UK Law Society initiates judicial review proceedings against Legal Aid Agency

The Law Society accused the agency of not consulting properly on its decision to shift legal aid claims-assessment duties away from the courts

UK Law Society initiates judicial review proceedings against Legal Aid Agency

The Law Society of England and Wales has initiated judicial review proceedings against the Legal Aid Agency (LAA) following the latter’s decision to permanently shift legal aid claims-assessment duties from the courts to its in-house civil finance team, the Law Society Gazette reported.

The LAA had announced in June that it made the call in order to speed up payments and help address the cash-flow issues experienced by legal aid firms as a result of COVID-19-driven court closures. However, the Law Society accused the agency of not consulting properly on the move.

During a two-week consultation process, the LAA reached out to the Law Society, the Legal Aid Practitioners’ Group (LAPG) and the Citizens’ Advice Bureau and Shelter. The LAPG’s response indicated that the LAA should have initiated a long consultation, while UK firm Irwin Mitchell chimed in with its concern that LAA assessors would be pressured into limiting costs claims in service of KPIs or internal policy.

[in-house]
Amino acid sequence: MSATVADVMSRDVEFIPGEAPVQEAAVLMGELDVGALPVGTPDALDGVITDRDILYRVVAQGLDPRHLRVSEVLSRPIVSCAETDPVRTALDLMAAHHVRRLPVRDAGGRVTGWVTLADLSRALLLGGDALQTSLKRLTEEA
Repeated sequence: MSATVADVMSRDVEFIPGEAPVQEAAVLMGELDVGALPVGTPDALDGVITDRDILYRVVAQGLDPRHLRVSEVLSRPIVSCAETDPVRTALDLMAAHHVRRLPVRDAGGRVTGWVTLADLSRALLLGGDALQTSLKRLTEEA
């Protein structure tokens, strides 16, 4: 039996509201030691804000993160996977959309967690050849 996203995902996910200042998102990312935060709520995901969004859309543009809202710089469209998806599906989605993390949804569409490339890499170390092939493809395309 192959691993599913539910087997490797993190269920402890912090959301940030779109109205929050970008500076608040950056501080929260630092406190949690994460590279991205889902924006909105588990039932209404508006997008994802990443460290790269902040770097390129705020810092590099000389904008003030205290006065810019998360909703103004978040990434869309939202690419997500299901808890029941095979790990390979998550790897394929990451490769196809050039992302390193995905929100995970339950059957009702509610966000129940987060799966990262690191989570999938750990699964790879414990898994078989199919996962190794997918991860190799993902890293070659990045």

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Law Society head of justice Richard Miller said that the agency had not asked for feedback on the change itself, “only on the mechanics of doing so.”

“Cost assessments are vital in ensuring that when legal aid practitioners send a bill it is carefully scrutinised and they are properly paid for their work,” said Law Society President Simon Davis. “Calculating cost assessments can be a complicated process which requires a level of skill and experience, and sufficient time. The LAA’s predecessor—the Legal Services Commission—transferred larger cost assessments to the courts for this reason.”

Prior to announcing the process change, the LAA was in charge of assessing claims valued at less than £2,500—a system that Davis said “has worked well for practitioners and clients alike.” The Law Society said that taking on the job of assessing larger claims generates a conflict of interest for the LAA given that it as the assessor is also the party issuing payments.

In addition, the control of the agency over the costs appeals process—in the form of appointing and remunerating independent costs assessors—comprises the independence of the process, the Law Society said. This view was also expressed by the LAPG in June.

“The judicial process is independent of the LAA and the identity of the decision maker is known, i.e., the costs judge. Whereas, the identity of the LAA caseworker is not disclosed and as such their experience and training is not accounted for to the provider,” the group said.

Davis said that the Law Society had initiated the proceedings “on a protective basis,” asking the agency to engage with the organisation in “a full and proper discussion.”

“It is only right that the profession is fully and fairly consulted in how their bills will be assessed—which will have a significant impact on their business at a time when many firms are already financially stretched,” he said.                                

The legal aid system as a whole is set to undergo an inquiry by the Commons justice select committee, headed by MP Sir Bob Neill. Information on the role of the LAA is among the evidence being sought by the committee.

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